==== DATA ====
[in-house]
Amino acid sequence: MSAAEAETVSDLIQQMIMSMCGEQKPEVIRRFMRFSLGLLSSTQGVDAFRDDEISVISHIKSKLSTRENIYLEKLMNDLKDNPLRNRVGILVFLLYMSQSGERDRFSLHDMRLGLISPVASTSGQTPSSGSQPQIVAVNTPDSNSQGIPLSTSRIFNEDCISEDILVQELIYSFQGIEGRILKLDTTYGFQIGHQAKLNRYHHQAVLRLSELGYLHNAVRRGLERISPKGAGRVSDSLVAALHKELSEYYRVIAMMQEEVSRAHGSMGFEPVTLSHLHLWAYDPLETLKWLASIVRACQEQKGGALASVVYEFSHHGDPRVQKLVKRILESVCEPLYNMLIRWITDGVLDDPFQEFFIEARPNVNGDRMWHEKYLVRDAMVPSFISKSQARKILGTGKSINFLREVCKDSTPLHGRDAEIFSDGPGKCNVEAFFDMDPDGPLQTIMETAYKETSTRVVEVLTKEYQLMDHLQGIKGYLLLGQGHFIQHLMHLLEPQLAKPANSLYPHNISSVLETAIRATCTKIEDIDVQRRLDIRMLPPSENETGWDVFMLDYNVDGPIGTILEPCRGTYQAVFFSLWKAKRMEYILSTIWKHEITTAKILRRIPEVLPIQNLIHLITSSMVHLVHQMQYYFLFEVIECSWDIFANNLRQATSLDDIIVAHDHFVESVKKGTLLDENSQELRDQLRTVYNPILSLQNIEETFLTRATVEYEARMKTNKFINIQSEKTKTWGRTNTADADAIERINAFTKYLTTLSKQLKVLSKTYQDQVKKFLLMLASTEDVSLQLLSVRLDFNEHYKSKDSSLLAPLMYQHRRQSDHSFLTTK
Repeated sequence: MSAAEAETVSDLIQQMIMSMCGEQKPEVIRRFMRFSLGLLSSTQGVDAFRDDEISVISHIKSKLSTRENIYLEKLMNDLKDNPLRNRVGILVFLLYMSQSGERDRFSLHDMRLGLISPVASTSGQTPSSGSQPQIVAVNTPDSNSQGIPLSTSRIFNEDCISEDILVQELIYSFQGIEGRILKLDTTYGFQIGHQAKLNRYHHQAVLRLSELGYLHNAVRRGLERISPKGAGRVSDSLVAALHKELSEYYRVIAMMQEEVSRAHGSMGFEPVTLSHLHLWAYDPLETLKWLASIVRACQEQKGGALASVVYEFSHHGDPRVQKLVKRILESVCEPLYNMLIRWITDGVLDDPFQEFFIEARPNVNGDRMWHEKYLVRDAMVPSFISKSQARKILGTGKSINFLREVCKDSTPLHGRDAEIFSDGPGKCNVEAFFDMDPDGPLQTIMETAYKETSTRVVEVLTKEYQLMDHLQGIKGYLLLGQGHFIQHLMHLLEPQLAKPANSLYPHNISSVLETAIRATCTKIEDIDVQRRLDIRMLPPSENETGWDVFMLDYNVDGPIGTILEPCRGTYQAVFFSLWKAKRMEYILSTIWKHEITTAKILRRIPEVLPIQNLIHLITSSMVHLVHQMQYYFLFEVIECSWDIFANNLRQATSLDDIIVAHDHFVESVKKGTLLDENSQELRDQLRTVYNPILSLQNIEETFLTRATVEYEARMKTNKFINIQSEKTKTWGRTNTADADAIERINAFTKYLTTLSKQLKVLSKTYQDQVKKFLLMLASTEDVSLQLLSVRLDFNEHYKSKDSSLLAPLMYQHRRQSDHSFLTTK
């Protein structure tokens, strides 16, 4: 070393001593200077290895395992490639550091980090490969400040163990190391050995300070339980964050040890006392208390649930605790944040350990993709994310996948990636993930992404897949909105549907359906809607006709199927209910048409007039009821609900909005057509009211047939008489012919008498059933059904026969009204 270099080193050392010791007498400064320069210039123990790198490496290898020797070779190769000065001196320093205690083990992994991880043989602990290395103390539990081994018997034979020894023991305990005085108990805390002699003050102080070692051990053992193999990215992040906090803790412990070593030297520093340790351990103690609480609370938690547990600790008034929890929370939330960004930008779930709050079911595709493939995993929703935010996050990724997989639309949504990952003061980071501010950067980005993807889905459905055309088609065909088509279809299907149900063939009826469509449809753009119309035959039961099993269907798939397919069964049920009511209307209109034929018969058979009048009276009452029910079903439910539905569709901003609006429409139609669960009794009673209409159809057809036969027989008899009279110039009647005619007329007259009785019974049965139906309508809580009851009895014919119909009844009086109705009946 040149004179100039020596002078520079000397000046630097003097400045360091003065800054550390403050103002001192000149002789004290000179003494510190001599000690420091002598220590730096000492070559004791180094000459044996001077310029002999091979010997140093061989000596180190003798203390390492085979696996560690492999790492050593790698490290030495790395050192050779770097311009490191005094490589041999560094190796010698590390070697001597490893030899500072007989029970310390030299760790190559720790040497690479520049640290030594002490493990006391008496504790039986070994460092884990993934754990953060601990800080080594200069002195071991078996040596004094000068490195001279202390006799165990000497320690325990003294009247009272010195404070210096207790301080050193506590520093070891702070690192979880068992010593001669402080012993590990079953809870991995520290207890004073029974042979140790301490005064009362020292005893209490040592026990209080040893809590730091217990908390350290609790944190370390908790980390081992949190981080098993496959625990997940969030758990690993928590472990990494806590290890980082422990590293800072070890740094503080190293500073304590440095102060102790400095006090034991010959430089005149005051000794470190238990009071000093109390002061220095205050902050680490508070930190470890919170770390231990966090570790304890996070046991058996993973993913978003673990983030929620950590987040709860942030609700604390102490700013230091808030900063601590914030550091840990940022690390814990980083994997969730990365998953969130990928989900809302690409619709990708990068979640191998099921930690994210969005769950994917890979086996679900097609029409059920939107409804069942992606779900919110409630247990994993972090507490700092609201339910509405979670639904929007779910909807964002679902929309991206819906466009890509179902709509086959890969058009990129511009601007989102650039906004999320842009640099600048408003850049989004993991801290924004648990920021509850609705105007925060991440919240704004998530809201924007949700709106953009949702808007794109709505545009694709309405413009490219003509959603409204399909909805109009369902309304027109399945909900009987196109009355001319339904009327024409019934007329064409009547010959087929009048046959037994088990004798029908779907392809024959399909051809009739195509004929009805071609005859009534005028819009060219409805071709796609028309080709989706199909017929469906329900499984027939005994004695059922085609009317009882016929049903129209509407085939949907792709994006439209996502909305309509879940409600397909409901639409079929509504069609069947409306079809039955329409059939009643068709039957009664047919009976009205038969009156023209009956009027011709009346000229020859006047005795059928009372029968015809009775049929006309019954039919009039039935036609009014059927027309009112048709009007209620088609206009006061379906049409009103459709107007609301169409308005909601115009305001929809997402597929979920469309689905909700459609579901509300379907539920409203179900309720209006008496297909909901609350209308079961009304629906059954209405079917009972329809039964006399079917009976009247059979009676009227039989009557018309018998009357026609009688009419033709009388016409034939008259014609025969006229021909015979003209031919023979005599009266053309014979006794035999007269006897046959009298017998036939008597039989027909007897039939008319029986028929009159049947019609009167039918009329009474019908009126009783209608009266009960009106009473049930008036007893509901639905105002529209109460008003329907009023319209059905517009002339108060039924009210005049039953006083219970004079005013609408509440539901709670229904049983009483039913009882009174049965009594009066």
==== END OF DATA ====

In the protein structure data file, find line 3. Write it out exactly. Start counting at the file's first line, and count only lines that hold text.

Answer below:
Repeated sequence: MSAAEAETVSDLIQQMIMSMCGEQKPEVIRRFMRFSLGLLSSTQGVDAFRDDEISVISHIKSKLSTRENIYLEKLMNDLKDNPLRNRVGILVFLLYMSQSGERDRFSLHDMRLGLISPVASTSGQTPSSGSQPQIVAVNTPDSNSQGIPLSTSRIFNEDCISEDILVQELIYSFQGIEGRILKLDTTYGFQIGHQAKLNRYHHQAVLRLSELGYLHNAVRRGLERISPKGAGRVSDSLVAALHKELSEYYRVIAMMQEEVSRAHGSMGFEPVTLSHLHLWAYDPLETLKWLASIVRACQEQKGGALASVVYEFSHHGDPRVQKLVKRILESVCEPLYNMLIRWITDGVLDDPFQEFFIEARPNVNGDRMWHEKYLVRDAMVPSFISKSQARKILGTGKSINFLREVCKDSTPLHGRDAEIFSDGPGKCNVEAFFDMDPDGPLQTIMETAYKETSTRVVEVLTKEYQLMDHLQGIKGYLLLGQGHFIQHLMHLLEPQLAKPANSLYPHNISSVLETAIRATCTKIEDIDVQRRLDIRMLPPSENETGWDVFMLDYNVDGPIGTILEPCRGTYQAVFFSLWKAKRMEYILSTIWKHEITTAKILRRIPEVLPIQNLIHLITSSMVHLVHQMQYYFLFEVIECSWDIFANNLRQATSLDDIIVAHDHFVESVKKGTLLDENSQELRDQLRTVYNPILSLQNIEETFLTRATVEYEARMKTNKFINIQSEKTKTWGRTNTADADAIERINAFTKYLTTLSKQLKVLSKTYQDQVKKFLLMLASTEDVSLQLLSVRLDFNEHYKSKDSSLLAPLMYQHRRQSDHSFLTTK